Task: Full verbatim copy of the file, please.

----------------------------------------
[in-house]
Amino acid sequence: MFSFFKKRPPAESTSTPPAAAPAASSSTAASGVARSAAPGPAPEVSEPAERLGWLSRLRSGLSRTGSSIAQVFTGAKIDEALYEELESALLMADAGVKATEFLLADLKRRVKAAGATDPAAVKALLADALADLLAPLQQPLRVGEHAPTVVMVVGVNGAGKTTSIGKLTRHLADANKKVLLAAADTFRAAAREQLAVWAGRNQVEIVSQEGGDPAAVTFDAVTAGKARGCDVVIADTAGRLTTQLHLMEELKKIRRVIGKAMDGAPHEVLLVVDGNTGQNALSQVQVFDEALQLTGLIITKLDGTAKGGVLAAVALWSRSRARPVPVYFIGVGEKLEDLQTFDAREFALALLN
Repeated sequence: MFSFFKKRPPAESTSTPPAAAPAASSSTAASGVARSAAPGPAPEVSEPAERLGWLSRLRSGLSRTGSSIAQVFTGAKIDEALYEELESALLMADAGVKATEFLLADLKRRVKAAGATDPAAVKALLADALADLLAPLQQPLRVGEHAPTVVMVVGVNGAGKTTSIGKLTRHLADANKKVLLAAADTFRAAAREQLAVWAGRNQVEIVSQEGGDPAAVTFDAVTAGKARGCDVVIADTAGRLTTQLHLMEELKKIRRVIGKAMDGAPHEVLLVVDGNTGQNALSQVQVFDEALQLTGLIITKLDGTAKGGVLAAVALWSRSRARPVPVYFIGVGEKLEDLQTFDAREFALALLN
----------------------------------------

[in-house]
Amino acid sequence: MFSFFKKRPPAESTSTPPAAAPAASSSTAASGVARSAAPGPAPEVSEPAERLGWLSRLRSGLSRTGSSIAQVFTGAKIDEALYEELESALLMADAGVKATEFLLADLKRRVKAAGATDPAAVKALLADALADLLAPLQQPLRVGEHAPTVVMVVGVNGAGKTTSIGKLTRHLADANKKVLLAAADTFRAAAREQLAVWAGRNQVEIVSQEGGDPAAVTFDAVTAGKARGCDVVIADTAGRLTTQLHLMEELKKIRRVIGKAMDGAPHEVLLVVDGNTGQNALSQVQVFDEALQLTGLIITKLDGTAKGGVLAAVALWSRSRARPVPVYFIGVGEKLEDLQTFDAREFALALLN
Repeated sequence: MFSFFKKRPPAESTSTPPAAAPAASSSTAASGVARSAAPGPAPEVSEPAERLGWLSRLRSGLSRTGSSIAQVFTGAKIDEALYEELESALLMADAGVKATEFLLADLKRRVKAAGATDPAAVKALLADALADLLAPLQQPLRVGEHAPTVVMVVGVNGAGKTTSIGKLTRHLADANKKVLLAAADTFRAAAREQLAVWAGRNQVEIVSQEGGDPAAVTFDAVTAGKARGCDVVIADTAGRLTTQLHLMEELKKIRRVIGKAMDGAPHEVLLVVDGNTGQNALSQVQVFDEALQLTGLIITKLDGTAKGGVLAAVALWSRSRARPVPVYFIGVGEKLEDLQTFDAREFALALLN